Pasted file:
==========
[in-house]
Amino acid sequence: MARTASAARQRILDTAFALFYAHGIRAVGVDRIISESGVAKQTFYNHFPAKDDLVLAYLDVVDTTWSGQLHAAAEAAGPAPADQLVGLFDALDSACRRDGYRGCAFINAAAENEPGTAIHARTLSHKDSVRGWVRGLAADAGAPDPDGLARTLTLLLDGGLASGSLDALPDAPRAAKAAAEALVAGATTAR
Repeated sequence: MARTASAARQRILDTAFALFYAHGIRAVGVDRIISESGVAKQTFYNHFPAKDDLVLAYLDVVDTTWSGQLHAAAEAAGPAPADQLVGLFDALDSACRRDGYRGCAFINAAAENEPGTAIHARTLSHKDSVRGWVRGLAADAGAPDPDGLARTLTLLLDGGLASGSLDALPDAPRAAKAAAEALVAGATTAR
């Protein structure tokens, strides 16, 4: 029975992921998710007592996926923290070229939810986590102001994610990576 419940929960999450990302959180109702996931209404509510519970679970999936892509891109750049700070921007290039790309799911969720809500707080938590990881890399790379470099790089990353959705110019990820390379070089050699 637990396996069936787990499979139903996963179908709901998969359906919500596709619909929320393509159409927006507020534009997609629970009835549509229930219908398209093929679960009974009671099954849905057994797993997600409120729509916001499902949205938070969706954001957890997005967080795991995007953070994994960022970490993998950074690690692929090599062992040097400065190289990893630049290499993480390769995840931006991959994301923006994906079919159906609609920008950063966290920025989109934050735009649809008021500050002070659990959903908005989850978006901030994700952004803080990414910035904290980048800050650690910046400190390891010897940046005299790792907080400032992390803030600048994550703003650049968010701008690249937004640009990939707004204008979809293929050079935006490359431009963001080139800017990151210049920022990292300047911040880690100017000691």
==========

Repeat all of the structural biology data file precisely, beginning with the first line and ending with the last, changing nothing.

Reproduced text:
[in-house]
Amino acid sequence: MARTASAARQRILDTAFALFYAHGIRAVGVDRIISESGVAKQTFYNHFPAKDDLVLAYLDVVDTTWSGQLHAAAEAAGPAPADQLVGLFDALDSACRRDGYRGCAFINAAAENEPGTAIHARTLSHKDSVRGWVRGLAADAGAPDPDGLARTLTLLLDGGLASGSLDALPDAPRAAKAAAEALVAGATTAR
Repeated sequence: MARTASAARQRILDTAFALFYAHGIRAVGVDRIISESGVAKQTFYNHFPAKDDLVLAYLDVVDTTWSGQLHAAAEAAGPAPADQLVGLFDALDSACRRDGYRGCAFINAAAENEPGTAIHARTLSHKDSVRGWVRGLAADAGAPDPDGLARTLTLLLDGGLASGSLDALPDAPRAAKAAAEALVAGATTAR
């Protein structure tokens, strides 16, 4: 029975992921998710007592996926923290070229939810986590102001994610990576 419940929960999450990302959180109702996931209404509510519970679970999936892509891109750049700070921007290039790309799911969720809500707080938590990881890399790379470099790089990353959705110019990820390379070089050699 637990396996069936787990499979139903996963179908709901998969359906919500596709619909929320393509159409927006507020534009997609629970009835549509229930219908398209093929679960009974009671099954849905057994797993997600409120729509916001499902949205938070969706954001957890997005967080795991995007953070994994960022970490993998950074690690692929090599062992040097400065190289990893630049290499993480390769995840931006991959994301923006994906079919159906609609920008950063966290920025989109934050735009649809008021500050002070659990959903908005989850978006901030994700952004803080990414910035904290980048800050650690910046400190390891010897940046005299790792907080400032992390803030600048994550703003650049968010701008690249937004640009990939707004204008979809293929050079935006490359431009963001080139800017990151210049920022990292300047911040880690100017000691």